AAP Image/Dean Lewins
In the aftermath of Australia’s devastating Black Summer fires, research has begun to clarify the role of climate change.
We already know climate change contributed to the record-breaking drought and fire weather conditions, leading to the bushfires’ unprecedented range across Australia.
Our new research looks at whether bushfires are becoming more “severe” (an indicator of how intensely the vegetation burned) as a result of climate change.
Our findings were unexpected, as we learned the proportion of high-severity fires generally hasn’t increased in recent decades. However, the sheer breadth of the Black Summer fires meant an unprecedented 1.8 million hectares across southeast Australia were exposed to high-severity fires. This has dire consequences for the people and wildlife who call the forests home.
What is fire severity?
Two measurements in fire science are pertinent to our research: fire severity and fire intensity.
Fire severity refers to how high the flames and the plume of hot air reach, as measured by the resulting damage to vegetation (vertical profile of scorch and consumption of leaves and twigs). Fire intensity refers to the energy released from the fire — how hot and destructive the flames are.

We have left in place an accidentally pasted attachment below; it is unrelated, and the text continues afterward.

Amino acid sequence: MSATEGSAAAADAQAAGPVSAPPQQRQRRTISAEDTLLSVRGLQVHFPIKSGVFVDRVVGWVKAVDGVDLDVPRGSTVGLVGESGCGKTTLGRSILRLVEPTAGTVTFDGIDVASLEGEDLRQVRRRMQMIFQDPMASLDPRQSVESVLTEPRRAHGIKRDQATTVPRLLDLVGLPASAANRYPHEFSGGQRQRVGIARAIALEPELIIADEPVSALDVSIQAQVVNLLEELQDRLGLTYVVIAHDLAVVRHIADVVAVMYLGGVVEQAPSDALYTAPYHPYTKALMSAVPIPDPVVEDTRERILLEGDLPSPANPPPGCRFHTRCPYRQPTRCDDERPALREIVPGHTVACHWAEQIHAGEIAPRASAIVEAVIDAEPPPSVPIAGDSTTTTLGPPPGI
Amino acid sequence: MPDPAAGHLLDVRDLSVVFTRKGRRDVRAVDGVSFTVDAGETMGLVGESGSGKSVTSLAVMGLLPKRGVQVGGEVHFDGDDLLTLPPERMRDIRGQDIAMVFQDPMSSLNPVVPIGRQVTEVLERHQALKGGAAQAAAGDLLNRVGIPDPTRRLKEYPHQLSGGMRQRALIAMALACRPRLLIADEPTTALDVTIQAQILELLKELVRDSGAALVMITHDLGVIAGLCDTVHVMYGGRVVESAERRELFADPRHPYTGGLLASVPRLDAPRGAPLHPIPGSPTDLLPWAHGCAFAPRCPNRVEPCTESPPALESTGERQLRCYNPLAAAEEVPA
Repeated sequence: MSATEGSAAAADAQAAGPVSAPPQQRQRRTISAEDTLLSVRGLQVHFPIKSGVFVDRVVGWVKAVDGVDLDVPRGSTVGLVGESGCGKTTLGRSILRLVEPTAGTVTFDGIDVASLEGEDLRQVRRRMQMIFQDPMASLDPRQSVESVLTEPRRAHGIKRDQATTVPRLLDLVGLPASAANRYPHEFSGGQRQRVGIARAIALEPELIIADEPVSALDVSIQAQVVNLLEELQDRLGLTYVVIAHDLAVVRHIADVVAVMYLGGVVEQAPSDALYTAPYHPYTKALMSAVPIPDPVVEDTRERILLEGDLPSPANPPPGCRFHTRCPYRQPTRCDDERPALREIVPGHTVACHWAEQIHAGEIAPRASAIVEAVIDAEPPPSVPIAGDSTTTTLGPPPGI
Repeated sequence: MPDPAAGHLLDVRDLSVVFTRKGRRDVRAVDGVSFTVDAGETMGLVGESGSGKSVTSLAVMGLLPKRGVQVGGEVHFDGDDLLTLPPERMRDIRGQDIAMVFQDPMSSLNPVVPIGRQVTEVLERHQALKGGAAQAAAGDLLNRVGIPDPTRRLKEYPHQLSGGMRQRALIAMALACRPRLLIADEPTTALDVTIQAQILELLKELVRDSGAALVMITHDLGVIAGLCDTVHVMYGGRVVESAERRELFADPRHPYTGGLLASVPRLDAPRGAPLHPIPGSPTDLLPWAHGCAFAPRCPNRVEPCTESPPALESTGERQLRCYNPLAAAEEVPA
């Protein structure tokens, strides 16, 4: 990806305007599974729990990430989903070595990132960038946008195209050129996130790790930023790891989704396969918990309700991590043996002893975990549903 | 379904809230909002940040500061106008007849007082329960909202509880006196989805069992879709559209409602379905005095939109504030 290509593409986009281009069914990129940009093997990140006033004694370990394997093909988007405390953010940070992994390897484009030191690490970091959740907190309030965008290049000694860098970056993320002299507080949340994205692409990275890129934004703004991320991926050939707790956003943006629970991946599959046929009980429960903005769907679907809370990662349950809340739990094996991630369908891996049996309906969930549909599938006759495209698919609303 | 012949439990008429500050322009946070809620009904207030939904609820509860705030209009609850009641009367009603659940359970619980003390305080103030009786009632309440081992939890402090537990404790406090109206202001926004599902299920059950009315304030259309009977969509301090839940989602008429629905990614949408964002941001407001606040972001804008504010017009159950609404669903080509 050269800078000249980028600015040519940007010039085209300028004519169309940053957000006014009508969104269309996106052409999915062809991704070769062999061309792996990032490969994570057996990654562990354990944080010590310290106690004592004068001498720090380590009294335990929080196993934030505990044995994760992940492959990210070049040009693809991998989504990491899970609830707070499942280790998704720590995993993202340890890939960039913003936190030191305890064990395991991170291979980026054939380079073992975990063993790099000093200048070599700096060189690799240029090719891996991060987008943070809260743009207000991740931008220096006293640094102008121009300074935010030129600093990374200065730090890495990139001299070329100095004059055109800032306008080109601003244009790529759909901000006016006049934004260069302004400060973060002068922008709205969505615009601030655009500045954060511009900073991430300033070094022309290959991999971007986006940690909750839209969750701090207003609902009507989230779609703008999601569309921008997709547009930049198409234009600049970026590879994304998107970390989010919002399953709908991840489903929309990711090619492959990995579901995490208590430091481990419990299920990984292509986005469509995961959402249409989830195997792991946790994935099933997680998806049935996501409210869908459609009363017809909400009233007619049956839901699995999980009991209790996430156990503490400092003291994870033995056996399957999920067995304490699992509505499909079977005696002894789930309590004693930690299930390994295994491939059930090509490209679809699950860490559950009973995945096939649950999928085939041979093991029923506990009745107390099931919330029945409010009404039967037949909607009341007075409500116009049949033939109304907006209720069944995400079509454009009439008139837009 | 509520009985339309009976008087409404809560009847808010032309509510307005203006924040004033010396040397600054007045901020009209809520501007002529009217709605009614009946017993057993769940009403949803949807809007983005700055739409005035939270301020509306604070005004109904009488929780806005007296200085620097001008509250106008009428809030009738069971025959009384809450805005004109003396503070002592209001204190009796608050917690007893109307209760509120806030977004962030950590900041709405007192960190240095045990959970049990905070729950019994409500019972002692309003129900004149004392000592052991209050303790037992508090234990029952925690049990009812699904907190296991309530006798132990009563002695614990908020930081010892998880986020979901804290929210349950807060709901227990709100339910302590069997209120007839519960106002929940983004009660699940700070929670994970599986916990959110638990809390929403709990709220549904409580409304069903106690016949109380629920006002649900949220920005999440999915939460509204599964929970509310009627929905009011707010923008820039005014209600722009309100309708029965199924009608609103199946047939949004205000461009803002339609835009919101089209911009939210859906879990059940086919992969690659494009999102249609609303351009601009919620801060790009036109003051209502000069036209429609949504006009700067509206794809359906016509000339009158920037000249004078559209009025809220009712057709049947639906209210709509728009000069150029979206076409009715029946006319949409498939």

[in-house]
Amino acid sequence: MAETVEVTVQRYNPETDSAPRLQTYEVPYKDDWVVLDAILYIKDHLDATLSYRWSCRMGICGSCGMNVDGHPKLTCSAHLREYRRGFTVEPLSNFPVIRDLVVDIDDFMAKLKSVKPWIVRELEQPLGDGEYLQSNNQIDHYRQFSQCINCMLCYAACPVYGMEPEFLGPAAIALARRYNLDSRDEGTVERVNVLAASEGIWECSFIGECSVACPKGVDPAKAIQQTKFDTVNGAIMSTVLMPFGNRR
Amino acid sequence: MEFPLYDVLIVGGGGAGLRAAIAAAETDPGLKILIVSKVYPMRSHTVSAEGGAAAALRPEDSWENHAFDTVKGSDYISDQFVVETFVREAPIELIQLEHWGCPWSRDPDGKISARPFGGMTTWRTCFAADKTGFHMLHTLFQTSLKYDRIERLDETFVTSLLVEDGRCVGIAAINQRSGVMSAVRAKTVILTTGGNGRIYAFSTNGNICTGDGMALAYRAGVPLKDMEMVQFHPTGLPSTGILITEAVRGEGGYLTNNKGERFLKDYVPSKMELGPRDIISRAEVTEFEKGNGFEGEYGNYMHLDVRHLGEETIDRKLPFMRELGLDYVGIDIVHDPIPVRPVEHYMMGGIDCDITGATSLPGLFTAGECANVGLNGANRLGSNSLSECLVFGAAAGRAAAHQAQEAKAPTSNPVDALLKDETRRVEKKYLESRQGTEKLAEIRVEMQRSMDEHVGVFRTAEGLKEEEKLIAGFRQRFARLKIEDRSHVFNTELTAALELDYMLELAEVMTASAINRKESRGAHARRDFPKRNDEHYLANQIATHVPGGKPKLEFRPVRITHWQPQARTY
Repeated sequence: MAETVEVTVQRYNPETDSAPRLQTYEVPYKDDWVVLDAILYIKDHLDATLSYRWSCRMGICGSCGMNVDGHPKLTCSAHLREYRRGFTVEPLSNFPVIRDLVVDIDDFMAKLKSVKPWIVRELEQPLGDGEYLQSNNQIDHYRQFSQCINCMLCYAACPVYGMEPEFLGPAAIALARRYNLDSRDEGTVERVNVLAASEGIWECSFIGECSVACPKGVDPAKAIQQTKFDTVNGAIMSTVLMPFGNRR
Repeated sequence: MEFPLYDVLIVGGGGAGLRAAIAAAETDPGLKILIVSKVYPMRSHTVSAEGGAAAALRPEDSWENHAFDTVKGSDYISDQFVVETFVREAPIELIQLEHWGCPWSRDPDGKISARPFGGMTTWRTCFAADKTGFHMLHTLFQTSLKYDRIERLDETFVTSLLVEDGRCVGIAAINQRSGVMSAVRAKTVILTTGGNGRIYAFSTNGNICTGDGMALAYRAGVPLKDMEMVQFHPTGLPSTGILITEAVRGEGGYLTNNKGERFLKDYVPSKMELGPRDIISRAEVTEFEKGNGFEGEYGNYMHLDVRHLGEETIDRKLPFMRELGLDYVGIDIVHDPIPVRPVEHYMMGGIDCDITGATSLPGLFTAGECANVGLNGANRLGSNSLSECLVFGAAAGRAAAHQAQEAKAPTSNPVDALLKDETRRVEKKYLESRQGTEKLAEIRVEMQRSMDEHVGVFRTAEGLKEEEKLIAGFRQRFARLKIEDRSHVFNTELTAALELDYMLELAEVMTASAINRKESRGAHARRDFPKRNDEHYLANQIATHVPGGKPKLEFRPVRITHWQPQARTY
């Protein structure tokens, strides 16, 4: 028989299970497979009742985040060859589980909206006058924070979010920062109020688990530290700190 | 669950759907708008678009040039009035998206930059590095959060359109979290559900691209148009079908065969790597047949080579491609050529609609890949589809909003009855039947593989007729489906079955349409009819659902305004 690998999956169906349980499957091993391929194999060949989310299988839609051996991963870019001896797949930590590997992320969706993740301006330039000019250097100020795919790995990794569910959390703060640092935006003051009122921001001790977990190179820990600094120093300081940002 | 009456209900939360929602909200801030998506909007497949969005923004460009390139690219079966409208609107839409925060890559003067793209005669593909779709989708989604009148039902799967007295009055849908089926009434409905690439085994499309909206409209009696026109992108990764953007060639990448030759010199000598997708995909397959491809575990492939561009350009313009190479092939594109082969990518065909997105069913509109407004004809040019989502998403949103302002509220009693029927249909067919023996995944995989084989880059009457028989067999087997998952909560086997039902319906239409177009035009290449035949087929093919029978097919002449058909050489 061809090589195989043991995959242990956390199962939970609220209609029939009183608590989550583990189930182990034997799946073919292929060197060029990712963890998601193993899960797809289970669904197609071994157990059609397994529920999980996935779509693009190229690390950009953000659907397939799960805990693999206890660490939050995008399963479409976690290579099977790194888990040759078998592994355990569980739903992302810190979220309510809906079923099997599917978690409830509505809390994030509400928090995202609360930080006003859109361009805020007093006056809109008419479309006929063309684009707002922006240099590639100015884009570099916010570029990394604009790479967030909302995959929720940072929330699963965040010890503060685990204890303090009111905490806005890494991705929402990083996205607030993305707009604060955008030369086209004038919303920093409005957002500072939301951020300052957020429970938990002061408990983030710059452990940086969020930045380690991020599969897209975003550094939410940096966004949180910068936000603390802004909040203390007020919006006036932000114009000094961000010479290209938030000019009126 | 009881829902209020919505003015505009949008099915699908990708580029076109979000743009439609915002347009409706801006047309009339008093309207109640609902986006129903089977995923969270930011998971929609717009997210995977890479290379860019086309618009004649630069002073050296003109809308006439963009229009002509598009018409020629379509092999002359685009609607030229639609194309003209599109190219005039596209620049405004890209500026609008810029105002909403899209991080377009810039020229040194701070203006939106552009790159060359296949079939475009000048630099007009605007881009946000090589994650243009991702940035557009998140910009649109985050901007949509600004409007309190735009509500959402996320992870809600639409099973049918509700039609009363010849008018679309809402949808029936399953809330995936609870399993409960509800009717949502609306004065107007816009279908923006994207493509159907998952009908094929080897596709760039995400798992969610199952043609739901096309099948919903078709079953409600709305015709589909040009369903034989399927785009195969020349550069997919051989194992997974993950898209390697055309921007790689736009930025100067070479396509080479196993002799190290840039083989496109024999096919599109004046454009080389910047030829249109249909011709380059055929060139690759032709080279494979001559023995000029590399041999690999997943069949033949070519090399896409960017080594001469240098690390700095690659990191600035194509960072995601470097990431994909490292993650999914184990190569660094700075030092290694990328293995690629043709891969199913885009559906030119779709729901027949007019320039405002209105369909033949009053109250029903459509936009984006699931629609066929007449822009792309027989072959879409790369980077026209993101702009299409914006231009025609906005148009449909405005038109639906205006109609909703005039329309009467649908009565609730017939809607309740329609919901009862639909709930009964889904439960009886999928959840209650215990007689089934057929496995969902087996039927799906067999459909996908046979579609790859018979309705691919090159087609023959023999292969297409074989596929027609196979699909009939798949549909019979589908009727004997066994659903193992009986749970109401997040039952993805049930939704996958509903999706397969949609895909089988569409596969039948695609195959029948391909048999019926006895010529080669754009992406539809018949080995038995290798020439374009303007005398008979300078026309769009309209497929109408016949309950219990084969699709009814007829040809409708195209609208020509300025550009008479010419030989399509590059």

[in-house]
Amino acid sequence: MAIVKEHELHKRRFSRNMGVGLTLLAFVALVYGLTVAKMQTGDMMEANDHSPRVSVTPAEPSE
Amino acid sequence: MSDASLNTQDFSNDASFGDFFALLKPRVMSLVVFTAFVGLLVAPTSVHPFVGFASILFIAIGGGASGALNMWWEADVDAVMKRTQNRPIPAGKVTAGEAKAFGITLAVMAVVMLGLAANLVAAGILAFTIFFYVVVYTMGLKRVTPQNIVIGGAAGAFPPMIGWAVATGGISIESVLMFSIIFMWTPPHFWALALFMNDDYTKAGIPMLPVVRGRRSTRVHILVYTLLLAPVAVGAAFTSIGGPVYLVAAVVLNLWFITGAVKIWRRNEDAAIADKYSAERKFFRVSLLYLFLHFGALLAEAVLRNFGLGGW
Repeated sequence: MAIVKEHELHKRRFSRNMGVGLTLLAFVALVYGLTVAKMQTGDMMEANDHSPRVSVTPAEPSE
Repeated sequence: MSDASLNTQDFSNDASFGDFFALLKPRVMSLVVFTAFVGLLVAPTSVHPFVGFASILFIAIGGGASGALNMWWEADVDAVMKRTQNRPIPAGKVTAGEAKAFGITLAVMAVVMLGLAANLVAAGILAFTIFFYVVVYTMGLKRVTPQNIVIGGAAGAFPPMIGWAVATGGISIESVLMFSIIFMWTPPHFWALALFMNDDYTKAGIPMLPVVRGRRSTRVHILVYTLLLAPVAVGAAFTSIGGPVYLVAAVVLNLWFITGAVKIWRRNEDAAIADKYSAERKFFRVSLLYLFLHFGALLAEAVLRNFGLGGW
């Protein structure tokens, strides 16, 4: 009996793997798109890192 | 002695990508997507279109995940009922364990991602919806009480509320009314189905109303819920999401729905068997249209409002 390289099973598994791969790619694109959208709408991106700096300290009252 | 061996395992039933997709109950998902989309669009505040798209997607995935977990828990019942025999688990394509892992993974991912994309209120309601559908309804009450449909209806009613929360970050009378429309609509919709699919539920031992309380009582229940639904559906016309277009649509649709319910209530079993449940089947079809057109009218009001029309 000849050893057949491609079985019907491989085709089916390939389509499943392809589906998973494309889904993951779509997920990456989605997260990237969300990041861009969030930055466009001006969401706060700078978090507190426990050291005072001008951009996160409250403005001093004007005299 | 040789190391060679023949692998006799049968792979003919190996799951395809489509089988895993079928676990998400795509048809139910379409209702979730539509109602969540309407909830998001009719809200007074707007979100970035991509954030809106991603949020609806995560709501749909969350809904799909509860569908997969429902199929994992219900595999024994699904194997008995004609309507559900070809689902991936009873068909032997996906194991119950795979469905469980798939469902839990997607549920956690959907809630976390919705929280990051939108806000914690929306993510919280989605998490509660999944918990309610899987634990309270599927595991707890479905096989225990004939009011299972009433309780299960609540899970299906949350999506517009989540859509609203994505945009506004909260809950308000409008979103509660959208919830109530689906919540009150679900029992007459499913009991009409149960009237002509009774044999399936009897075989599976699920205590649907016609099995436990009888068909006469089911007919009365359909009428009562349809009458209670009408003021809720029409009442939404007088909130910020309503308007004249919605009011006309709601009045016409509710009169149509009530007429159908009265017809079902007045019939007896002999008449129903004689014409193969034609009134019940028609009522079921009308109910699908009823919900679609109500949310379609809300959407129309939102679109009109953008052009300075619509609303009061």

Scientists can estimate severity using using satellite imagery, by contrasting differences in the cover and condition of vegetation before and after fires.
In forests, “high-severity” fires occur when the crowns of dominant trees are fully burnt or scorched. High-severity fires are lethal to tree-dwelling mammals in forests, such as possums, gliders and koalas. They also pose a big risk to nearby homes and buildings.
“Low-severity” fires, on the other hand, may be confined to the leaf litter and ground cover plants beneath the forest canopy, and can even leave entirely unburnt patches in forests.
Are high severity fires becoming more common?